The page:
Barker also highlighted the importance of Journalists and their bravery when reporting in warzones. Anyone who old the truth was at risk. The television station and media outlets that started production in Afghanistan after the US stepped in, were reporting on the Taliban and ended up losing thirteen people from their team to violence. The truth is, and always will be, a powerful tool and it’s up to Journalists and the media to cover history in the most honest way because their words will be remembered.

Afghanistan is a very young country and they are the future. They’ve only known what a war torn country looks like and have never been able to know peace with their own people. The battle in Afghanistan will forever be the most confusing, life altering and questionable battle that the United States had to endure. It doesn’t help that the CIA took matters into their own hands and made some very violent decisions when interrogating people in the extremist groups. What started out as a peace mission to redevelop Afghanistan, ended up being one of the most scarring events in U.S. history, which changed the way the United States was viewed by the world forever.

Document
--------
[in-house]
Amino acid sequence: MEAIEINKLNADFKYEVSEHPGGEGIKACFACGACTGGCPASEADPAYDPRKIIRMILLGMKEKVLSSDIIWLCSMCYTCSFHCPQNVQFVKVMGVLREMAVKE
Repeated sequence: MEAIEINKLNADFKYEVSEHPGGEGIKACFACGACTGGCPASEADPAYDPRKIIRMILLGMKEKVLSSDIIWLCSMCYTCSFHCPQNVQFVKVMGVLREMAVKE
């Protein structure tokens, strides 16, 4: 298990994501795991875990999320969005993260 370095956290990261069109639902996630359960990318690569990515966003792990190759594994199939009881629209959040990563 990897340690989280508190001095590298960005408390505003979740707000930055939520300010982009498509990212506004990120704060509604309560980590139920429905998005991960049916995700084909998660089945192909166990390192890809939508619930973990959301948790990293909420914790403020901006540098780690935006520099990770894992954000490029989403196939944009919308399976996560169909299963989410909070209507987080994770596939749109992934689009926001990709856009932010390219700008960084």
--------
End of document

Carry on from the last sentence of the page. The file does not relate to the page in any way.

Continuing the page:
Trolls World Tour Review


by: Amanda Guarragi 

Trolls World Tour is a colourful and heartfelt sequel, which brings Queen Poppy (Anna Kendrick) and Branch (Justin Timberlake) back together to discover the history of the Trolls Kingdom. They discover that there are six troll scribes that are scattered around the kingdom, devoted to six different genres of music: Funk, Country, Techno, Classical, Pop and Rock. Queen Barb (Rachel Bloom) from the land of Rock wants to take over the entire Kingdom, by converting everyone into rock zombies.

The story is very well written because each genre of music stems from a certain culture and each land is modelled after the genre of music. It’s a lot of fun to go on the journey with Branch and Queen Poppy because of how the music eventually blends together. It is a bit slow at times because the focus is mainly on the musical medleys and some drag on more than others, or else the mixture of all these sounds is quite refreshing. The reason why Trolls works is because of how they remix the songs while still giving credit to the original sound.

I have to admit I really loved the Rock Trolls because of how dark and edgy they were. Their song choices were awesome and having Ozzy Osbourne cast as Queen Barb’s father was genius. They really captured the essence of rock in a kids movie, which is hard to do without going full punk rock. They covered “Crazy Train”, “Barracuda” and “Rock You Like A Hurricane” so well and Rachel Bloom knocked each song out of the park.